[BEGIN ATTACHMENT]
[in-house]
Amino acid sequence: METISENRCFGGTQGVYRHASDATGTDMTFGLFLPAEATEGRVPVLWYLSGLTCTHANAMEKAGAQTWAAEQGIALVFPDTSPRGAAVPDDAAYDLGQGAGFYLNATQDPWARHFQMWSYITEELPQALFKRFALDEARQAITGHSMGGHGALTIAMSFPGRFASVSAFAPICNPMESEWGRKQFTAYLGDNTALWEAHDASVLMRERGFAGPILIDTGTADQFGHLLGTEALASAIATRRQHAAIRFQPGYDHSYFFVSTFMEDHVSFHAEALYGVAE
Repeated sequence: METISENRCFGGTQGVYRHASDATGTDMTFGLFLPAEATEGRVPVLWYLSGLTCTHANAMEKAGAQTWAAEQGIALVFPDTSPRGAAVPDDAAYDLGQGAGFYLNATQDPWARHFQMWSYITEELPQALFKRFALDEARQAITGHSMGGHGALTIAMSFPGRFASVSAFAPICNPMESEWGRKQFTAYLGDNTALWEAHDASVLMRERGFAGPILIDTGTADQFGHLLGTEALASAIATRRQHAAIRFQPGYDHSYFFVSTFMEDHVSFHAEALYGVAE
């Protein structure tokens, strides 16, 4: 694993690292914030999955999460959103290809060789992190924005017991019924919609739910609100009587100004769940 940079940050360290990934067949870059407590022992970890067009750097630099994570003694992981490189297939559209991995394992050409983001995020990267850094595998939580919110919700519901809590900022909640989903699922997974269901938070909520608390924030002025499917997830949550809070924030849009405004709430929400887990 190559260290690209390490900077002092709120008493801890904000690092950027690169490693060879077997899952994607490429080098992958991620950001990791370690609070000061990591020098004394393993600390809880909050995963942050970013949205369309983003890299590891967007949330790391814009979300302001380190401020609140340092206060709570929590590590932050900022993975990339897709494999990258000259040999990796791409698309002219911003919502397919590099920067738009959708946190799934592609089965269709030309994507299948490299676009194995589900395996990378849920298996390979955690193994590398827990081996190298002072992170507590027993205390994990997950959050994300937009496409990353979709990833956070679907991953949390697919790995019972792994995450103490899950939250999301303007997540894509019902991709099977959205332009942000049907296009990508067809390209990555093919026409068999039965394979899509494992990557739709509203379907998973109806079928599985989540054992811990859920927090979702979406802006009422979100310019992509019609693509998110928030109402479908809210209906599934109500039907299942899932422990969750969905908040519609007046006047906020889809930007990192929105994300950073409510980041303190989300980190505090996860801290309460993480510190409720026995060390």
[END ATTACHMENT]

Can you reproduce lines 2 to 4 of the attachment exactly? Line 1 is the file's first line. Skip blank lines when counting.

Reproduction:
Amino acid sequence: METISENRCFGGTQGVYRHASDATGTDMTFGLFLPAEATEGRVPVLWYLSGLTCTHANAMEKAGAQTWAAEQGIALVFPDTSPRGAAVPDDAAYDLGQGAGFYLNATQDPWARHFQMWSYITEELPQALFKRFALDEARQAITGHSMGGHGALTIAMSFPGRFASVSAFAPICNPMESEWGRKQFTAYLGDNTALWEAHDASVLMRERGFAGPILIDTGTADQFGHLLGTEALASAIATRRQHAAIRFQPGYDHSYFFVSTFMEDHVSFHAEALYGVAE
Repeated sequence: METISENRCFGGTQGVYRHASDATGTDMTFGLFLPAEATEGRVPVLWYLSGLTCTHANAMEKAGAQTWAAEQGIALVFPDTSPRGAAVPDDAAYDLGQGAGFYLNATQDPWARHFQMWSYITEELPQALFKRFALDEARQAITGHSMGGHGALTIAMSFPGRFASVSAFAPICNPMESEWGRKQFTAYLGDNTALWEAHDASVLMRERGFAGPILIDTGTADQFGHLLGTEALASAIATRRQHAAIRFQPGYDHSYFFVSTFMEDHVSFHAEALYGVAE
């Protein structure tokens, strides 16, 4: 694993690292914030999955999460959103290809060789992190924005017991019924919609739910609100009587100004769940 940079940050360290990934067949870059407590022992970890067009750097630099994570003694992981490189297939559209991995394992050409983001995020990267850094595998939580919110919700519901809590900022909640989903699922997974269901938070909520608390924030002025499917997830949550809070924030849009405004709430929400887990 190559260290690209390490900077002092709120008493801890904000690092950027690169490693060879077997899952994607490429080098992958991620950001990791370690609070000061990591020098004394393993600390809880909050995963942050970013949205369309983003890299590891967007949330790391814009979300302001380190401020609140340092206060709570929590590590932050900022993975990339897709494999990258000259040999990796791409698309002219911003919502397919590099920067738009959708946190799934592609089965269709030309994507299948490299676009194995589900395996990378849920298996390979955690193994590398827990081996190298002072992170507590027993205390994990997950959050994300937009496409990353979709990833956070679907991953949390697919790995019972792994995450103490899950939250999301303007997540894509019902991709099977959205332009942000049907296009990508067809390209990555093919026409068999039965394979899509494992990557739709509203379907998973109806079928599985989540054992811990859920927090979702979406802006009422979100310019992509019609693509998110928030109402479908809210209906599934109500039907299942899932422990969750969905908040519609007046006047906020889809930007990192929105994300950073409510980041303190989300980190505090996860801290309460993480510190409720026995060390």